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William Loney RN - Background

Home-Loney-Background-The Royal Navy Browse mid-Victorian RN vessels: A; B; C; D; E - F; G - H; I - L; M; N - P; Q - R; S; T - U; V - Z; ??

Launched12 June 1858   
HullWooden Length300 feet
PropulsionScrew Men600
Builders measure3740 tons   
Displacement5643 tons   
Fate1871 Last in commission1866
Class  Class (as screw)Orlando
Ships bookADM 135/339   
12 June 1858Launched at Pembroke Dockyard.
17 December 1861
- 1 April 1862
Commanded (from commissioning at Plymouth) by Captain Francis Scott, North America
1 April 1862
- 16 May 1865
Commanded by Captain George Granville Randolph, North America, then (1863), Mediterranean
16 May 1865
- 3 January 1866
Commanded (until paying off at Plymouth) by Captain John Bourmaster Dickson, Mediterranean
15 June 1871Sold to C. Marshall for breaking up at Plymouth.
Extracts from the Times newspaper
Th 13 September 1860The following ships and gunboats in the first-class steam reserve could be got ready for the pendant at a short notice:- The Windsor Castle, 100; the Revenge, 91; the Orlando, 60; the Forth, 12; the Seahorse, 12; the Merlin, 6; and the Hyena, the Gleaner, the Nightingale, the Steady, the Spider, the Delight, the Goldfinch, the Charon, and the Lark. The following, in Keyham steam yard, are in a forward state:- The Howe, 121; the Gibraltar, 101; the Brunswick, 80; the Phoebe, 51; the Narcissus, 51; the Jason, 21; and the Desperate, 8.
Sa 10 August 1861The Duke of Somerset, Admiral Grey, Capt. Drummond, and Mr. Whitbread, Admiral Robinson, Col. Greene, and the other officials connected with the Board of Admiralty commenced the inspection of the Devonport dockyard on Thursday, accompanied by the Admiral-Superintendent, Sir Thomas Pasley. ‚Ķ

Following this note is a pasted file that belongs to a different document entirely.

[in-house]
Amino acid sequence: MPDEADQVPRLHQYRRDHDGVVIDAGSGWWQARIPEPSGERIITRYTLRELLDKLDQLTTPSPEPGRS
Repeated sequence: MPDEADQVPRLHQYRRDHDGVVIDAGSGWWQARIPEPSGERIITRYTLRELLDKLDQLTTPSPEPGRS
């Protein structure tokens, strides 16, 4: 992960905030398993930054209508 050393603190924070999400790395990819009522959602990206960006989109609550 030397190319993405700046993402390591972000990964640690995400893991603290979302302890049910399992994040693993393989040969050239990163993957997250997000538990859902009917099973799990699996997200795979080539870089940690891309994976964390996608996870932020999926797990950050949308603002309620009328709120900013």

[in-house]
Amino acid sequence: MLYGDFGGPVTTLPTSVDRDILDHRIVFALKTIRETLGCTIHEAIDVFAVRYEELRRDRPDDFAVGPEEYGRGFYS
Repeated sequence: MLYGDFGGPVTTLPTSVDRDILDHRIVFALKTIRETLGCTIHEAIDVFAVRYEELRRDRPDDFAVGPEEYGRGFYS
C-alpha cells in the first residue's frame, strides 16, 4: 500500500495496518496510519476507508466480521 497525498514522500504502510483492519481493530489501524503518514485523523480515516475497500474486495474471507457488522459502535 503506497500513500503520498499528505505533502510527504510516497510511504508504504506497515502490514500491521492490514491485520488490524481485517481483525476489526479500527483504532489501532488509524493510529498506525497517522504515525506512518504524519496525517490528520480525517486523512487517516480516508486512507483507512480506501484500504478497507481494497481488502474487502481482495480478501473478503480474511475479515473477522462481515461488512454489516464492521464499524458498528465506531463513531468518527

From Keyham their Lordships, attended by Capt. Astley C. Key, C.B., went into Hamoaze, and inspected the screw steam frigate Orlando, 50, the gunboat Speedy, and other ships belonging to the Steam Reserve. In the evening the members of the Board patronized a ball in aid of the Female Orphan Asylum. Yesterday morning the steam tenders Avon and Redwing had steam up in readiness to convey the Lords of the Admiralty to the Channel Squadron in the Sound, and to the various ships in commission in Hamoaze.
Sa 29 March 1862The screw steam frigate Diadem, 32, Capt. Scott, which left Bermuda March 11, arrived in Plymouth Sound on Friday morning. On the 12th of March, in lat. 33 2 N., long. 61 51 W., she took on board the crew of the American brig C.W. Conner, Capt. Joseph Urann, which was bound with a cargo of sundries from Boston for St. Jago. The brig was dismasted on tho 6th of March, and the crew for the previous five days had been living on biscuit only. Moderate weather was experienced during all the passage, excepting on the 21st, when, in lat. 42 45 N., long. 32 29 W., they had a gale of wind from the westward. The Diadem brings home 250 officers and men, the remaining portion of the crew of the Conqueror, lost on Rum Bay Island, in the West Indies, and about 130 invalids, supernumeraries, and passengers, including lieutenant Taylor, 39th Regiment, and Mr. Tucker, late Colonial Aide-de-Camp to the Governor of Bermuda, who is the bearer of the contributions from the island to the Great Exhibition. Mr. Vivian, carpenter of the Terror, died on the 23d, and Peter Kenney, private of Royal Marines, a lunatic, jumped overboard oa the 21st during the gale, and was drowned. The Diadem left at Bermuda the screw steamship Nile, 90, Capt. Edward K. Barnard, flag of Rear-Admiral Sir Alexander Milne, K.C.B.; the screw steamships Aboukir, 86, Capt. Charles F. Shadwell, C.B.; Hero, 89, Capt. Alfred P. Ryder; and Agamemnon, 89; the screw steam frigates Immortalit√©, 51, Orlando, 50, and Liffey, 51; the screw steam sloop Greyhound, 17; paddlewheel steam sloops Spiteful, 6, and Medea, 6 ; the screw steam sloop Racer, 11; the screw steam gun-vessels Nimble, 5, and Landrail, 5 ; and the floating battery Terror, 16. The screw steamship Adelaide, with troops, arrived at Bermuda March 10. Her fuel was nearly expended.